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Have you ever wondered how to display dates in a way other than the standard dd/mm/yyyy format?
In addition to the standard date formats, you can create your own custom date formats to fit the purpose exactly.
When you think about the different ways you can display a date, there’s quite a few standard options. Here’s a sample:
The safest way to type a date is to use slashes (/) as separators between day, month and year. When you do this, Excel will always convert to the default date format of 02/12/2014.
If you separate with dots (.), Excel doesn’t know what to do. Excel’s primary purpose is to crunch numbers and it thinks you have entered 2 decimal points
Excel converts your date to text. Which is okay if you simply want to display the date, but if you need it for a calculation, you’re out of luck.
That really comes down to the context in which the date is being used.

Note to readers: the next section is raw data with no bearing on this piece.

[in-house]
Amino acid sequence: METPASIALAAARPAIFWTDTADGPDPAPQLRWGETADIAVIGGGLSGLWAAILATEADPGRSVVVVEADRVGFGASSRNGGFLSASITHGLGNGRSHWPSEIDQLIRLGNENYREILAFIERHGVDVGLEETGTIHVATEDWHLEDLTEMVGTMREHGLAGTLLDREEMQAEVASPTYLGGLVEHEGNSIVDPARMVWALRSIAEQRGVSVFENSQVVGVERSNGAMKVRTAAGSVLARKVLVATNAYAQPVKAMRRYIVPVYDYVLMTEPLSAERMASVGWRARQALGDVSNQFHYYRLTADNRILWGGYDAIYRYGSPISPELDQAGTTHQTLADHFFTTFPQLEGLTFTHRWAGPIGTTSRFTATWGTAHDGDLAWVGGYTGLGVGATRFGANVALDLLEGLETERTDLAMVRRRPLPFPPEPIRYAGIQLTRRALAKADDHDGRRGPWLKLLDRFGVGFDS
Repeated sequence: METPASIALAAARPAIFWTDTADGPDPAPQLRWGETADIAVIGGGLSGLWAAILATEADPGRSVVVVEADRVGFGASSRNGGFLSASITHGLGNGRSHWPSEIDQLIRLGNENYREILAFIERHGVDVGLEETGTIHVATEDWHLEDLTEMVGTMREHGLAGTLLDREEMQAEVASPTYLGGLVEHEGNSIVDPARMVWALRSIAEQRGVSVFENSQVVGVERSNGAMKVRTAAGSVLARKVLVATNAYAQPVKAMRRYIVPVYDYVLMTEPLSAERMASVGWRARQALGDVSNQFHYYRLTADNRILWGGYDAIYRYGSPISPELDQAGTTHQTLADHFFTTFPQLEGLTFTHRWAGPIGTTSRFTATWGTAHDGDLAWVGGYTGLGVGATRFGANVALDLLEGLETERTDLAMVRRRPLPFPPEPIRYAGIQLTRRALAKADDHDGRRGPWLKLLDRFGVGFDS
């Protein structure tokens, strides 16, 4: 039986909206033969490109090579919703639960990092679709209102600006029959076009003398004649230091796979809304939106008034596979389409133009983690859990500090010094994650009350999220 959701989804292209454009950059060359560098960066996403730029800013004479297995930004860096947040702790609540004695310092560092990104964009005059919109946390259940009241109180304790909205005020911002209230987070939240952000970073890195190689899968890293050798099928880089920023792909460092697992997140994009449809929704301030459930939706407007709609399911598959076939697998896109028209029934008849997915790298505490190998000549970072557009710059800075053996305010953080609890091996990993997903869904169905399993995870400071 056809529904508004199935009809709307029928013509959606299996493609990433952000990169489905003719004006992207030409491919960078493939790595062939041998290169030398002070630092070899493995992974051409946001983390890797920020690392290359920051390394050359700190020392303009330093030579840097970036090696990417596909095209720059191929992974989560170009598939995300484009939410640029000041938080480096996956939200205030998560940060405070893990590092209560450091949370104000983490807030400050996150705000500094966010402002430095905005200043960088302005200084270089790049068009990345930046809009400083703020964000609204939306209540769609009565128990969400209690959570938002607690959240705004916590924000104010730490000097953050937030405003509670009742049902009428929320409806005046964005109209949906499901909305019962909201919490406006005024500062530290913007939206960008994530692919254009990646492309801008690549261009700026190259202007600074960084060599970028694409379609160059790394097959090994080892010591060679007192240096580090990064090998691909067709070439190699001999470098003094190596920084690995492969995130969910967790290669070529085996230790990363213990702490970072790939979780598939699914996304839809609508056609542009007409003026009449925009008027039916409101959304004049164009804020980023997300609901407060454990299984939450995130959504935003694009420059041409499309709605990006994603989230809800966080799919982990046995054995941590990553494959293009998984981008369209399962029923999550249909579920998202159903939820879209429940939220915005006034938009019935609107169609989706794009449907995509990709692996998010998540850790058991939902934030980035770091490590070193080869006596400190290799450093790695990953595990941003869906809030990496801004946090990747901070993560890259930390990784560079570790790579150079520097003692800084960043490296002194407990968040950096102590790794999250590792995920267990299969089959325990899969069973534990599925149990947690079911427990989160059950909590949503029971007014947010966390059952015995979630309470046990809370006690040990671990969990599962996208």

The choice is yours.
We’ll come on to how to create a custom date format in a moment but first here’s how to …
You create a custom date format by using a system of placeholders.
There are 3 primary date placeholders -
but the magic happens in how you use them.
Here’s some examples of date formats that you can create that do not appear in the regular list. All of these example use the date 2 Dec 2014.
Any of the custom date formats mentioned previously can be used within a TEXT formula to convert an existing date (in whatever existing format) to your desired format.
Say, cell A1 contains the date 15/06/2017.
In a new cell type ...
=TEXT(A1, "dddd, dd mmmm yyyy")
This results in Thursday, 15 June 2017.
You can replace the placeholders within the quotes with anything you want.
Did this clear something up for you? If so, please share on your socials and/or post a brief comment below.
Likewise, if something didn't make sense or you have a question, pop it into the comments below. I'll be waiting ...
Cheers. Here's to your learning and success. Enjoy the rest of your day.
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